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2.4 The Pathfinder

The Pathfinder allows you to manipulate existing shapes in order to create new shapes based on layer order and shape selection. Learn more about using the Pathfinder in this lesson.

2.4 The Pathfinder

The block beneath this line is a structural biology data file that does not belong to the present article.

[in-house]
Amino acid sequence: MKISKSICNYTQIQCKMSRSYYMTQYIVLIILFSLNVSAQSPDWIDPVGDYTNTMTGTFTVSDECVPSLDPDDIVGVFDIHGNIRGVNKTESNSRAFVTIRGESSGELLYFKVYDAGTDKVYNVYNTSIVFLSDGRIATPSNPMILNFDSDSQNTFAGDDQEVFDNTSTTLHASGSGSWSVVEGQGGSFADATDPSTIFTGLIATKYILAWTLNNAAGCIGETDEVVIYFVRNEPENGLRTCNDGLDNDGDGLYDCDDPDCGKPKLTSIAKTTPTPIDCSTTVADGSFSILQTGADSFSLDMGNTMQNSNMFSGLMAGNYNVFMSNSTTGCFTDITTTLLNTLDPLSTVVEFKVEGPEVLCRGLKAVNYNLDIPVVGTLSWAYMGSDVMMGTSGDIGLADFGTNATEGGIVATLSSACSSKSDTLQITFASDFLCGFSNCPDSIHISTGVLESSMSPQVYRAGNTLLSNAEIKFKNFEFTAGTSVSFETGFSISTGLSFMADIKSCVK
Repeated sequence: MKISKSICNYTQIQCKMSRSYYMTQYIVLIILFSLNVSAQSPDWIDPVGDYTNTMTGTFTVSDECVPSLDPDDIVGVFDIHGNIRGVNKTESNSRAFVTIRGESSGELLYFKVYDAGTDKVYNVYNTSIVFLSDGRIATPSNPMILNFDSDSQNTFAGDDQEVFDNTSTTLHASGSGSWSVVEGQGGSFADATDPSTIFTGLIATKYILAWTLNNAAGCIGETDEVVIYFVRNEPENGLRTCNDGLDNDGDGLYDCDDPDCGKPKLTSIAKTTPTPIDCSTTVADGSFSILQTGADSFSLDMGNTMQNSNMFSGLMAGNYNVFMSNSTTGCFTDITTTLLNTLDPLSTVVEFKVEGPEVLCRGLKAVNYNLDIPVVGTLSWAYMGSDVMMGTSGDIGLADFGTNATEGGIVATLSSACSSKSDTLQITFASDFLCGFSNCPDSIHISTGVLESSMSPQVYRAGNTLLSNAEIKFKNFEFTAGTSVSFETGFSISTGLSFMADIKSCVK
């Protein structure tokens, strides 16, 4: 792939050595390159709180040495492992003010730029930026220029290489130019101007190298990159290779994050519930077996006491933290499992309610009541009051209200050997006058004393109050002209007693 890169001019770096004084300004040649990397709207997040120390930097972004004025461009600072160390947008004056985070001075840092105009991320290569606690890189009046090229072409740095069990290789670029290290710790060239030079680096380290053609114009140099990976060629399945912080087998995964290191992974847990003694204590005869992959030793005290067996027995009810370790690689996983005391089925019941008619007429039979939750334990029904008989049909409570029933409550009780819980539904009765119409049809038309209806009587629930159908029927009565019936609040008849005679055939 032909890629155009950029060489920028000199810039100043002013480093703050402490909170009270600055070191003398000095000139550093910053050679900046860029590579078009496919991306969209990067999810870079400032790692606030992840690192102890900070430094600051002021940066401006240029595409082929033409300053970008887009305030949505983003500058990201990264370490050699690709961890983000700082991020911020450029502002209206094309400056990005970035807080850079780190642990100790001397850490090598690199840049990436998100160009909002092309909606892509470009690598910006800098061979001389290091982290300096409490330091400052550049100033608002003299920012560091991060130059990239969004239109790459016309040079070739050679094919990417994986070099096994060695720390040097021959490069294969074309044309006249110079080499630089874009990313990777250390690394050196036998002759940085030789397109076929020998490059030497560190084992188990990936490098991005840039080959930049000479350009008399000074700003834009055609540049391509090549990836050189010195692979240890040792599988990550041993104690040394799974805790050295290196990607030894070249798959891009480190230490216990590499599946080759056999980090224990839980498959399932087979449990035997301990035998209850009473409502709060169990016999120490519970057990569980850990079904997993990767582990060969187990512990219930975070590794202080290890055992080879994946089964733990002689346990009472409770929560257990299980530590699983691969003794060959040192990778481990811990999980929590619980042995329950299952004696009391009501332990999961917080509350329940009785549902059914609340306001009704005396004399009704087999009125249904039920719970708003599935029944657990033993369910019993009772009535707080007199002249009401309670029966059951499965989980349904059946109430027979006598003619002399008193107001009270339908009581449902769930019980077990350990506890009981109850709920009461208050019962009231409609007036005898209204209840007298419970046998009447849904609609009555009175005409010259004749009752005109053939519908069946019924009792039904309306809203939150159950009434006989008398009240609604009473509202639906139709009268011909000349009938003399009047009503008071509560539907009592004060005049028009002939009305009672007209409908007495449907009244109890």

Hello and welcome to this lesson where we're going to take a look at the Pathfinder. All right, so let's go to File>New. I'll name this Pathfinder, and we'll put in 860 by 600 RGB, hit OK, Ctrl+1. All right, so as with the shape builder tool, we first have to have some shapes in, in order to use the Pathfinder. So real quickly I'm going to just use a polygon this time just to make it interesting. And I'm going to left-click, hold Shift+Alt, and I'm going to think I'm actually I'm gonna scale this down maybe right around there. I think that's around eight sides like an octagon. And so then what I'm going to do is I'm going to get rid of the stroke over here. And I am gonna give it a fill of kind of a darker red color. And we might as well go ahead and rotate this so that it's kind of sitting even. And then we're going to create another shape. And this time we'll use the Star Tool in the center. Left-click and we'll drag it out roughly right around there. And we'll make this one a different color this time. [BLANK_AUDIO] Something like that. Something so that we could see, we know, we have two entirely different types of shapes. And we can see them through their different colors. So to get the Pathfinder out, we go to Window > Pathfinder. And so, here are our options. We have Shape Modes, and then we have Pathfinders down here. So I'm gonna select both of our objects, and I'm also gonna hit Ctrl+H and that will get rid of the the path view, so it's not cluttering up the view. And the first one we have here under Shape Modes is Unite. So if we click on this, we can see now it's united everything that was selected which is just our two shapes, eh, unto a single path now. And that's kind of similar to how the shape builder works by uniting paths. So I'm gonna back up, hit Ctrl+Z. And then in this one, Minus Front. We could see what happens now, we're able to create a pretty cool shape out of this. And basically it does what it says, it's taking the top the object that's on top and then subtracting it to create a new shape right here. So I'm gonna back up, and then over here we have Intersect. And this works differently kind of the opposite of Minus Front essentially. And then we also have Exclude, and this does something that's also very interesting for a result. So try to keep these in mind when you're trying to pull something off interesting in your designs, your graphic designs. All right, and then we have down here the Pathfinders. And if you left-click on this one, you can see nothing noticeably changes. But if we hit Ctrl+H, we can see if I back up real quick with these paths in view now. We can see these are two separate paths with both of them selected. If we choose Divide, we can see now it has kind of created a single path that has divided the geometry between them. All right, and then we also have Trim, and this works a little bit differently as well. And again if we look at our paths and what's happening here if I click on Trim, see we'd have just two base, basic paths. Trim, what that does is create a group out of this, and it separates the objects essentially so if you wanted to use the direct selection tool you can move things in and out. So I'm gonna back up again, and then over here we have Merge. And this takes a group, and it merges them. [BLANK_AUDIO] And over here we have Crop. So that will take the one of these layers and make them a only visible, the, the one that's on top of it being only visible based on the path of the shape. And then we have Outline, which will convert everything to outlines. And then finally, Minus Back, which will just take the back and essentially keep it what is, what was ever behind there. And that is it. So I know it's kind of a crash course, and you're probably a little bit curious as to how these would work in real world situations. But these definitely come in handy, the Pathfinder when, when you're working on certain shapes and building out a design. And so that is it. In the next lesson we are gonna go ahead and take a look at manipulating and warping shapes here in Adobe Illustrator. I'll see you then.

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